Next West Virginia Senate Election: 2012, Not This Year

The uncertainty over when the next Senate election in West Virginia will take place has been resolved.

The election, of course, is to succeed Robert Byrd (D), who died early this morning.  Gov. Joe Manchin (D) has the power to name a successor.  But there was some confusion in state election law over whether it meant there would be a special election this year, or whether Manchin's choice would serve until 2012, when Byrd's term was up.

Secretary of State Natalie Tennant (D) settled things today by deciding the election will take place in 2012, not this year.  For the election to have been held this year, candidates would have had to file during the filing period, and "that filing period has already passed":

That means the election for the unexpired term would be the next election cycle which would take place in 2012. Candidates will be nominated in the primary and elected in the general of 2012.

In fact, there will be two Senate races on the ballot in November 2012 for the same office: the one commencing in January 2013, and one that would fill the remaining five weeks or so of Byrd's term.  The same candidates may run in both elections.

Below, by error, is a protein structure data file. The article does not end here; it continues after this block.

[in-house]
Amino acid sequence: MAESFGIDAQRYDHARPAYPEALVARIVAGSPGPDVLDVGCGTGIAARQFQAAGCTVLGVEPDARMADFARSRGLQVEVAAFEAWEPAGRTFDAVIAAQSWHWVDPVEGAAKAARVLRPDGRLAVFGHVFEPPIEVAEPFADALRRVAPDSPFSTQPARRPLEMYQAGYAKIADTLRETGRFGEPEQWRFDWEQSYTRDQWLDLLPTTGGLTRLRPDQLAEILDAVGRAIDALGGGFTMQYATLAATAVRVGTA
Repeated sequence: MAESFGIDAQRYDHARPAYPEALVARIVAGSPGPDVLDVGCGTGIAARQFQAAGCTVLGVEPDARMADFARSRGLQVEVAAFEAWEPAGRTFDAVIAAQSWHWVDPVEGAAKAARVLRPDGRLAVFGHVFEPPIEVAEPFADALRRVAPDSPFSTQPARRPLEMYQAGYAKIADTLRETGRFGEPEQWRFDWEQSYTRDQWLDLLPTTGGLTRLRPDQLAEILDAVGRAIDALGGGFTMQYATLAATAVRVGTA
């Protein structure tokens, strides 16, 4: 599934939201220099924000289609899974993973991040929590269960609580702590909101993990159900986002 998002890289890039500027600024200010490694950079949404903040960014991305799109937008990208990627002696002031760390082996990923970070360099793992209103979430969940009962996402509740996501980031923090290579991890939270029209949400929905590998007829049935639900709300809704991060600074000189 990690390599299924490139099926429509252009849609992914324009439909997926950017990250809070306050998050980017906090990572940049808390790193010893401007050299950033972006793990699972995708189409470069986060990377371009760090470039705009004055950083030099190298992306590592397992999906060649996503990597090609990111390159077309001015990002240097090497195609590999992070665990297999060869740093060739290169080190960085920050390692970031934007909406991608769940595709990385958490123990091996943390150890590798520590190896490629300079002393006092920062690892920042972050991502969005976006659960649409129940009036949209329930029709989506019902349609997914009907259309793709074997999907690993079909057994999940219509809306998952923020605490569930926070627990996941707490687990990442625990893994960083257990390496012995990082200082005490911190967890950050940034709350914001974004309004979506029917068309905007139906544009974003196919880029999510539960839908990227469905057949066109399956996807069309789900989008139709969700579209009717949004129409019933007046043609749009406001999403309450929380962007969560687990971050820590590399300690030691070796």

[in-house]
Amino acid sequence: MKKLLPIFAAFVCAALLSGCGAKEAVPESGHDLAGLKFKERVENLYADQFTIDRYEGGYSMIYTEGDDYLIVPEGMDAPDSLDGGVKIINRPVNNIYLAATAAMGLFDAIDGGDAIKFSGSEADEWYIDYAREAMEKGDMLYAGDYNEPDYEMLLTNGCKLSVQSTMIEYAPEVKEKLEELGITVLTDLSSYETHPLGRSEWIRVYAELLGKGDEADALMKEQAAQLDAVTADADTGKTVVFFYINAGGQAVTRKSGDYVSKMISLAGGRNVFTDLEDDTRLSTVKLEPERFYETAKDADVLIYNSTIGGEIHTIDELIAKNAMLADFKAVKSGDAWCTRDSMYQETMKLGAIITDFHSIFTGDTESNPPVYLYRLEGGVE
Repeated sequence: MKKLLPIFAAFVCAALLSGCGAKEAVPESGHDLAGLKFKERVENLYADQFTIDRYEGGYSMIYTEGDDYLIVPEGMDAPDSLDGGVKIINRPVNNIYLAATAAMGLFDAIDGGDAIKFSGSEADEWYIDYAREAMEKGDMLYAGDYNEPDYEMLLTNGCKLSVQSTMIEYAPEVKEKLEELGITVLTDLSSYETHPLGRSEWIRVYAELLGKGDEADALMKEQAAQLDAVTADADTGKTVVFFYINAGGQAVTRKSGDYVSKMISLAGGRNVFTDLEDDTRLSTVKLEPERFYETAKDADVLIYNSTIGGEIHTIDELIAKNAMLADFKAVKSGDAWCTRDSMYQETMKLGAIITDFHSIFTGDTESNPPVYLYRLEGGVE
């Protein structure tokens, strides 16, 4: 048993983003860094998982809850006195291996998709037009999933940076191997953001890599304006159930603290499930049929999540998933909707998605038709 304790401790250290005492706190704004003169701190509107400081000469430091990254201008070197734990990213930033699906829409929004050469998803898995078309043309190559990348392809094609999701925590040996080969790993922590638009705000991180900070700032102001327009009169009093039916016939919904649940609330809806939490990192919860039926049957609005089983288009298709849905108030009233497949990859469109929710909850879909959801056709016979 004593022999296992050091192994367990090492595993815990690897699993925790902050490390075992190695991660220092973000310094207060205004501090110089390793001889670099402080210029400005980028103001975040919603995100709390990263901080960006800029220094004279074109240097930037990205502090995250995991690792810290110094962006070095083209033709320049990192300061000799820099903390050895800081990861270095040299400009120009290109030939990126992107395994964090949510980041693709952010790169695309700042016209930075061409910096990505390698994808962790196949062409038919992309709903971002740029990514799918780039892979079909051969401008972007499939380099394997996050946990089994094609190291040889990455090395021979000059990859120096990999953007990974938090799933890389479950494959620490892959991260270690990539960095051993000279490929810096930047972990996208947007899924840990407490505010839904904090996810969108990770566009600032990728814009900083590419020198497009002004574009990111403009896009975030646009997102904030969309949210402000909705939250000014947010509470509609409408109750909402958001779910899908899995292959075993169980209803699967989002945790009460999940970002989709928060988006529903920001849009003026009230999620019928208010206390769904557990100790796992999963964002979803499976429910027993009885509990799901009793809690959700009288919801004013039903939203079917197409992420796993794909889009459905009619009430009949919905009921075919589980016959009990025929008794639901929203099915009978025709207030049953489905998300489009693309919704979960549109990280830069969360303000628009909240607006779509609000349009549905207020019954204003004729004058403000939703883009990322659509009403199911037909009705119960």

Manchin, who is term limited in 2012 and clearly wants the Senate seat, has said he will not appoint himself.  His choice to fill the seat is expected to be announced in the next week or so.  It is expected that person will keep the seat warm for Manchin.

My post earlier today discusses potential candidates.

Republicans last won a West Virginia Senate race in 1956.  Sen. Matthew Neely (D) died in office, and former Sen. Chapman Revercomb (R) — riding President Eisenhower's coattails — easily defeated Gov. William Marland (D) in the special election.  Two years later, Revercomb got clobbered by Byrd.

Assuming the popular Manchin is the Democratic candidate in 2012, the GOP record of futility could continue.  But 2012 is a long way away.  And it is a presidential year.  In 2008, Barack Obama received just 43 percent in West Virginia.

Comments

 

Please keep your community civil. All comments must follow the NPR.org Community rules and terms of use, and will be moderated prior to posting. NPR reserves the right to use the comments we receive, in whole or in part, and to use the commenter's name and location, in any medium. See also the Terms of Use, Privacy Policy and Community FAQ.